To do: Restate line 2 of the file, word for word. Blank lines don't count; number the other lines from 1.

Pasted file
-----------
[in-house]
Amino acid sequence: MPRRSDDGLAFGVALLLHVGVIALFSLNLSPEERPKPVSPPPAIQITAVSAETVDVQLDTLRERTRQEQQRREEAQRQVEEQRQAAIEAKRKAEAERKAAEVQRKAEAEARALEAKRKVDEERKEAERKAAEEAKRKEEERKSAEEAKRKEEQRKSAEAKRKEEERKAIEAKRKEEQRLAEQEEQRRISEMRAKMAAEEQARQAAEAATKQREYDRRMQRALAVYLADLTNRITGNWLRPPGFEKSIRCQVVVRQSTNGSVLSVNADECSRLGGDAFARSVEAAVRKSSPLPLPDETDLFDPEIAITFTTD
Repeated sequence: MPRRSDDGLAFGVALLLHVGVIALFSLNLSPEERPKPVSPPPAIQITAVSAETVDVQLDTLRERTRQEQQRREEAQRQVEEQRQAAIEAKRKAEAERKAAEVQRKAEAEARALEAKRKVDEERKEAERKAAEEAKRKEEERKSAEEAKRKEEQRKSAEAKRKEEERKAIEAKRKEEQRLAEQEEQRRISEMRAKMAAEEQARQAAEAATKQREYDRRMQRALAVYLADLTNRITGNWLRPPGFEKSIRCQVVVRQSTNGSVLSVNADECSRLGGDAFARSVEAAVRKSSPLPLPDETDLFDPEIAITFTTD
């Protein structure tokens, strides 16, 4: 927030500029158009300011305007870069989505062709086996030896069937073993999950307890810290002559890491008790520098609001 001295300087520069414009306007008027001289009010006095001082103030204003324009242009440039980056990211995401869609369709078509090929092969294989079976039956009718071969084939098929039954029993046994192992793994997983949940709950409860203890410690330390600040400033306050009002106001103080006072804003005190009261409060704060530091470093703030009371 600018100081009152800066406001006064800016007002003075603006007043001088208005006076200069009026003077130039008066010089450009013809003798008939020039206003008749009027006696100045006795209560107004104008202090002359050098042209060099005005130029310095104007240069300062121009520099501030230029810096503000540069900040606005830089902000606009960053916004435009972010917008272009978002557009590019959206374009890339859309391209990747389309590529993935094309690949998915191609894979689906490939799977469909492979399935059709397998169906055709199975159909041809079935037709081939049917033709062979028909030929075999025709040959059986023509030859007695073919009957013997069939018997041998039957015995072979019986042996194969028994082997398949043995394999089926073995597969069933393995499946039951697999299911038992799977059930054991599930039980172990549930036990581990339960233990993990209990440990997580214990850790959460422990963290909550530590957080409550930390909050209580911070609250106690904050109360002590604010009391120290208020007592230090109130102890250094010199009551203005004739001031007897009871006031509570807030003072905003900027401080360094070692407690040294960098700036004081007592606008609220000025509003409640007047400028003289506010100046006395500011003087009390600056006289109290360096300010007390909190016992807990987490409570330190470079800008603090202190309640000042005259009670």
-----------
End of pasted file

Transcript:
Amino acid sequence: MPRRSDDGLAFGVALLLHVGVIALFSLNLSPEERPKPVSPPPAIQITAVSAETVDVQLDTLRERTRQEQQRREEAQRQVEEQRQAAIEAKRKAEAERKAAEVQRKAEAEARALEAKRKVDEERKEAERKAAEEAKRKEEERKSAEEAKRKEEQRKSAEAKRKEEERKAIEAKRKEEQRLAEQEEQRRISEMRAKMAAEEQARQAAEAATKQREYDRRMQRALAVYLADLTNRITGNWLRPPGFEKSIRCQVVVRQSTNGSVLSVNADECSRLGGDAFARSVEAAVRKSSPLPLPDETDLFDPEIAITFTTD